If an invention is easy to reverse-engineer, trade secret protection is essentially useless and patent protection is the better choice. This is because patents, unlike a trade secret, protect against reverse engineering. On the other hand, if an invention is difficult to reverse-engineer, trade secret protection may be preferable to obtaining a patent because, unlike a patent, a trade secret does not expire.
A utility patent contains several parts: a specification or disclosure, a drawing if necessary, and at least one claim. The specification is a detailed description of the invention that tells a person of ordinary skill in the art how to make and use the invention and describes the best mode of carrying out the invention. The drawings (which may include flow charts) must illustrate all essential elements of the invention. Drawings are typically necessary for inventions that fall within the subject matter categories of machines, articles of manufacture, and processes; drawings are usually not necessary for compositions of matter.
The specification and drawings describe the different versions (embodiments) of the invention or examples of the invention. They do not define what the patent owner may enforce with the patent. This is determined by the claims.
The claims must contain the patentable elements of the invention. It is the claims that are used to determine whether there is infringement. The claims must be read in light of the specification and the drawings, but the claims define what the patent protects. Sometimes, the claims are broader than what is described in the specification and the drawings, so one must read and interpret the claims to know what the patent protects.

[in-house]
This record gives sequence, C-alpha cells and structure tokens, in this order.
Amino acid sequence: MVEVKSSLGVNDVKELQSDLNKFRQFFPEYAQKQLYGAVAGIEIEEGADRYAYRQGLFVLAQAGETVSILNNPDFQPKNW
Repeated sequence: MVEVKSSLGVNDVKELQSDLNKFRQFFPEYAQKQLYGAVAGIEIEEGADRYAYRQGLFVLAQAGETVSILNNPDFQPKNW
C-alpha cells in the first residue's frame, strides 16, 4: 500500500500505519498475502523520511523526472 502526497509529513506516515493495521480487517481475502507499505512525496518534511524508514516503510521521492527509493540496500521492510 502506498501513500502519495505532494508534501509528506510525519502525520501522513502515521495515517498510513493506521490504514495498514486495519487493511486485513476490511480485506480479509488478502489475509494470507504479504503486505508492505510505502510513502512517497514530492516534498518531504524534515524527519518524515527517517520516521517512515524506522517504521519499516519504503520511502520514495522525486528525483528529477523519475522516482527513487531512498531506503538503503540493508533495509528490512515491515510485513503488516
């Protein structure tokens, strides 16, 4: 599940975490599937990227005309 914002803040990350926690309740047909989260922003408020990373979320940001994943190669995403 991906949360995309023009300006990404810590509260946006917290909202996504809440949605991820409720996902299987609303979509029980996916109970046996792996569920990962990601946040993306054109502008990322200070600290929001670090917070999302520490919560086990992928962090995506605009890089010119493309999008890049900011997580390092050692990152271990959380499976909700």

A provisional patent application cannot become a patent. Despite its name, a provisional patent application is not really a patent application at all because it cannot mature into a patent. Rather, a provisional patent application acts as a placeholder for a utility application – it is a mechanism for allowing an inventor to obtain an earlier filing date for a utility application.
A provisional patent application requires a specification and a drawing if necessary, and should contain at least one claim. It must satisfy the same requirements as a utility application (written description, enablement, and best mode). A provisional application is not ever examined by the PTO and no patent ever issues directly from it. An inventor has one year from the filing date of the provisional application in which to file a non-provisional utility patent application for the same invention, claiming the benefit of the filing date of the provisional application. Because a provisional application requires the same level of detail as a utility application, it is typically not much quicker or less costly than a utility application.
If a client has limited time or funds, however, filing a provisional application may be better than filing no patent application. For example, a provisional application may be advantageous if the inventor needs to disclose the invention on short notice and does not have enough time to have a utility application prepared. In that situation, the provisional application may provide the inventor with an earlier filing date than might otherwise be obtained, as long as what is later claimed in the utility application was disclosed in the provisional application.